Expert comments

Comments on this technology were invited from clinical experts working in the field and relevant patient organisations. The comments received are individual opinions and do not represent NICE's view.

Three experts contributed to the development of this briefing. One expert has experience using the technology and another in using the predecessor model for difficult intubation in theatre. The third expert used the technology in intensive care in a difficult airway setting, in percutaneous tracheostomies, ventilation unit, routine diagnostic and sampling settings. Two experts said that the technology is increasingly used for diagnostic and therapeutic purposes in critical care environments. One of the experts was not aware of its use in routine respiratory medicine for diagnostic bronchoscopy. An expert reported that Ambu aScope 4 Broncho is available as back up for high usage times and when there are down times of their own endoscope reprocessing facility in surgical theatre.

Level of innovation

Experts said that this is not a major innovation, but it has simplified access in the event of needing a bronchoscope urgently and provides quality improvement for patient care. The quality of the technology has improved over time, with the range of different scope sizes providing more flexibility of use. The scopes are light, easy to use and robust, enabling the user to move from a difficult airway setting to more routine use, particularly in the acute setting and critical care.

One expert saw the technology as an alternative to standard care in hospital settings such as in theatre, the emergency department and critical care. Another expert said that if current standard care is regarded as the use of expensive reusable devices which need careful and expensive reprocessing between patients, then this has the potential to replace current standard care.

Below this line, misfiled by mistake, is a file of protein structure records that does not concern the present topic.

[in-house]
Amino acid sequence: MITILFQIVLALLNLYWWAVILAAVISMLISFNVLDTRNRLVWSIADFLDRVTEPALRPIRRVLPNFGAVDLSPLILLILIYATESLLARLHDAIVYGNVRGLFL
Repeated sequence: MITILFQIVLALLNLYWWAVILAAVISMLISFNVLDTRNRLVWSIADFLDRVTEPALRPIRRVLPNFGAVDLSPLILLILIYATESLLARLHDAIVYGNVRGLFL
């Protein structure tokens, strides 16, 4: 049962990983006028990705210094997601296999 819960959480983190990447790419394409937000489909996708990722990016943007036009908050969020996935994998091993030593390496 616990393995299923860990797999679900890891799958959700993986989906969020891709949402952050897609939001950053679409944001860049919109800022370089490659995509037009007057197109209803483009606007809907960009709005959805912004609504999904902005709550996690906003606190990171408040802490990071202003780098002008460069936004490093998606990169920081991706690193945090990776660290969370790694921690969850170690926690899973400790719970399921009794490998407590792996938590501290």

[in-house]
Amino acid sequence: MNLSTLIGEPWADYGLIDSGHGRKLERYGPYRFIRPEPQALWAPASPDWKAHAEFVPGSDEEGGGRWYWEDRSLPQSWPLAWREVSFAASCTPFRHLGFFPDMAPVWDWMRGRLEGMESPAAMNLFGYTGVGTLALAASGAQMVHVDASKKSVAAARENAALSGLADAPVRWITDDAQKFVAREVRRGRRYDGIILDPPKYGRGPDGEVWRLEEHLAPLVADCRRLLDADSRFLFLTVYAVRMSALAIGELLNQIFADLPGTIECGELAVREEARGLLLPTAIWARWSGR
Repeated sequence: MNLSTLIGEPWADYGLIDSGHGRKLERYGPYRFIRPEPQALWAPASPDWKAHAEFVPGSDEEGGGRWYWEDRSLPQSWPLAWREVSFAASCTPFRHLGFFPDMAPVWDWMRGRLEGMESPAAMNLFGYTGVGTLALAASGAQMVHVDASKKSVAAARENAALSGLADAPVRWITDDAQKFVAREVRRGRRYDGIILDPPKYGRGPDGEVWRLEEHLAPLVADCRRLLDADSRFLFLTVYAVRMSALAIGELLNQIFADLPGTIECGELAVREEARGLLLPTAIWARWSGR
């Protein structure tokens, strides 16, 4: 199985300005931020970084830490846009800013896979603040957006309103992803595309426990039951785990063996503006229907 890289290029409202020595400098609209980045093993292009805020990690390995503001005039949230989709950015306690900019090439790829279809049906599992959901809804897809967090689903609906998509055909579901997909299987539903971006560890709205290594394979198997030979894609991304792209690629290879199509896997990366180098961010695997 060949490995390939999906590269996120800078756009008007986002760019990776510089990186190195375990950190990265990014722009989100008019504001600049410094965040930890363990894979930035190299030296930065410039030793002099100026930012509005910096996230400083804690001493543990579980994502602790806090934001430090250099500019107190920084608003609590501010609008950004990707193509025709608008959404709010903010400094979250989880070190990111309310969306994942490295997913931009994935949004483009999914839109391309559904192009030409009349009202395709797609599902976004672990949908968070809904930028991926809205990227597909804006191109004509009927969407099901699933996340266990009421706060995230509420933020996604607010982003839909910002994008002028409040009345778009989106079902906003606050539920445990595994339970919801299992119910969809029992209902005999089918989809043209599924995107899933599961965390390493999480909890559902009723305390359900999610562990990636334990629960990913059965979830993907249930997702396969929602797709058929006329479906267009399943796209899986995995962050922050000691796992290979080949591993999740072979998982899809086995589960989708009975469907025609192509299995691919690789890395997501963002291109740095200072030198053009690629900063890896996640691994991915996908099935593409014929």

All the experts highlighted the availability of other single-use endoscopes to the NHS.

Potential patient impact

An expert said that cross-infection reduction is a potential patient benefit of using the technology. Another expert mentioned that the technology would be beneficial for critically ill inpatients requiring urgent bronchoscopy for the management of an airway problem, in tracheostomy complications such as displacement, and in a percutaneous tracheostomy procedure. The expert added that the technology would benefit patients with lung collapse and mucus plugging in an acute setting such as critical care. The technology is also beneficial in routine sampling of airways.

Potential system impact

Two experts noted the key benefit that the equipment is readily available, which increases accessibility. Single-use devices provide an "off the shelf solution" with very little start-up costs. They also provide a solution for the inevitable downtime from using endoscope washers and drier or storage units and can buffer the unpredictable peak usage requirements so that smaller numbers of reusable devices are needed. The technology has the functionality and capability to be adopted for routine endoscopies.